AUGUSTA — A bipartisan plan to overhaul Maine’s tax structure got a lukewarm response Wednesday from top politicians and criticism from interest groups that would be affected by the changes to income and sales taxes.
The proposal by the so-called Gang of 11, introduced at a State House press conference, calls for a flat income tax rate of 4 percent, to replace rates that now peak at 7.95 percent. It would raise the sales tax from 5 percent to 6 percent and eliminate most of the 87 current sales tax exemptions — leaving only those related to health care and education.
The new system would bring $160 million more in state revenue than is proposed in Gov. Paul LePage’s budget for the next two years, supporters say.
“This is huge,” said Rep. L. Gary Knight, R-Livermore Falls, who will be the chief sponsor of the bill that contains the plan. “Polarization and gridlock have hampered Washington, but not us and not this time.”
But the response from legislative leaders was tepid.
Senate President Justin Alfond, D-Portland, said he hasn’t seen the plan.
House Minority Leader Kenneth Fredette, R-Newport, said the plan is an amplified version of a tax reform package that voters overturned in 2010, and it won’t get widespread support in his caucus.
Richard Rosen, director of Gov. Paul LePage’s policy office, said LePage is “withholding judgment” on the plan until he sees more concrete details.
The lawmakers who crafted the proposal come from across the political spectrum and are led by Sen. Richard Woodbury, an independent from Yarmouth who is a Harvard University-trained economist.
Republicans in the group include Assistant Senate Majority Leader Roger Katz of Augusta, who said he expects interest groups will be out in force to pick away at the plan.
“If this kind of reform were easy, it would have happened years ago,” Katz said.
The conservative National Federation of Independent Business called the plan “encouraging but incomplete.” The group praised the proposed income tax cuts but said the sales tax increase would offset the benefit.
Liberals will take issue with the proposal’s corporate income-tax cut — from nearly 9 percent to 7.5 percent — and its elimination of Maine’s estate tax.
Senate Majority Leader Seth Goodall, D-Richmond, said he doesn’t particularly like those two parts of the plan. Fredette called the sales tax increase regressive, hitting the poor hardest.
However, supporters said the proposal would significantly reduce Maine’s reliance on property taxes. According to the Tax Foundation, property taxes made up nearly 41 percent of Maine’s state and local tax revenue in 2010, up from just over 36 percent in 2008.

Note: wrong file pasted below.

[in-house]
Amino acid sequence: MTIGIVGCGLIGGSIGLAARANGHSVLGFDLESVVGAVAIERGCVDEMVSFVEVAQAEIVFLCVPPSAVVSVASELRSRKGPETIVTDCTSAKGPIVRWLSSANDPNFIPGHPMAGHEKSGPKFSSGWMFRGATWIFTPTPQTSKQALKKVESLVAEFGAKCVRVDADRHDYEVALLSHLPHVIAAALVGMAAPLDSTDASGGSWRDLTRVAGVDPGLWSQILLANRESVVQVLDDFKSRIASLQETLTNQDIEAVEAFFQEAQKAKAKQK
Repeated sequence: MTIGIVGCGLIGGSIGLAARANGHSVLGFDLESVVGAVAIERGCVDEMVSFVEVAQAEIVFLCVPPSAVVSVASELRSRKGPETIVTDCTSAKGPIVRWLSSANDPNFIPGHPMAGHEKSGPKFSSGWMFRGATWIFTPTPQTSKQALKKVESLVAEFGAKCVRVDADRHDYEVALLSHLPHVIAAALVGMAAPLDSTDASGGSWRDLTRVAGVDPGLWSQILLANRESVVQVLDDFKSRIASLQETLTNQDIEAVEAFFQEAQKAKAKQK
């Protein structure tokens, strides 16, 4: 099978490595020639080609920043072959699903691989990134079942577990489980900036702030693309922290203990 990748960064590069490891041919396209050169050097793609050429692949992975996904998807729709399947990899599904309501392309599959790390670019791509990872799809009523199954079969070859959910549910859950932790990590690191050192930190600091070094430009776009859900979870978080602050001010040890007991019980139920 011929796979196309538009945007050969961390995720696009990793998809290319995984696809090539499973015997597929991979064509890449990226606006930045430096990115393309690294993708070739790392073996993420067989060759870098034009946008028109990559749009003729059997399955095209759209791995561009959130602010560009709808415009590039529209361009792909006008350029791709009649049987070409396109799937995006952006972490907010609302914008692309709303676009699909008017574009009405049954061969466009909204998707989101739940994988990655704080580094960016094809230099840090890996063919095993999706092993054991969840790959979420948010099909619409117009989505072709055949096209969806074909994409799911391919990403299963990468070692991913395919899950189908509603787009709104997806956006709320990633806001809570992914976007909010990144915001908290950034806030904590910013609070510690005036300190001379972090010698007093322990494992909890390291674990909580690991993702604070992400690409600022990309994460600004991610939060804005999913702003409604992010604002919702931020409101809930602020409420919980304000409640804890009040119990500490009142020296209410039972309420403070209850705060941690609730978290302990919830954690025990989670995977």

“You’ve got to look at everything as an entire picture,” Goodall said. “This sets Maine on a path for greater stability for our budget process. It also provides relief for property tax, which is long overdue.”
One major provision would increase Maine’s homestead property-tax exemption from $10,000 to $50,000, meaning that amount would be shielded from property-tax assessments. The group said most Maine residents who pay property taxes would see reductions of more than $500.
“If that’s not an economic stimulus package for our state, I don’t know what is,” Katz said.
But Fredette, the Republican House leader, said, “We are generally, I think, opposed to the idea of taxing everything including food, raising the lodging tax and the meals tax in a bill that, frankly, raises revenues for the state.
“We’ll let this thing play itself out,” he said, “but as a Republican leader, it’s not something we’d generally look favorably on.”
The previous tax reform package was passed by the Legislature in 2009. A year later, it was defeated at the polls, after a campaign led by interest groups and supported by Republicans.
The package broadened the sales tax but didn’t raise the rate. The meals and lodging tax rate would have moved from 7 percent to 8.5 percent. The current plan would raise the meals tax to 8 percent, and increase the lodging tax to 10 percent.
The previous package didn’t tax groceries, and it would have established a flat, 6.5 percent income-tax rate, higher than the 4 percent proposed in the new plan.
Rep. Lance Harvell, R-Farmington, one of the Gang of 11, said he supports the plan because it would create a simpler tax code that wouldn’t exempt anyone, as the current code does.
“That has led to a convoluted tax system that no one can understand and Joe Six-Pack certainly doesn’t have a shot at,” Harvell said.
Curtis Picard, executive director of the Retail Association of Maine, said his members would be concerned about the timing of sales tax changes. If they are made by July 1, the beginning of the next fiscal year, they could put a large burden on small businesses to change computer systems quickly, he said.
Picard said he is also troubled by the proposal’s similarity to the 2010 plan, and he questioned whether the Legislature could protect it from special interests that would seek sales tax exemptions.
“Are they really going to have Girl Scouts collect sales tax on cookie sales? Are you really going to tax home heating oil? That’s in there,” he said. “These groups come in and say, ‘Here’s why we’re exempted,’ and some have legitimate reasons.”
Michael Shepherd can be contacted at 370-7652 or at: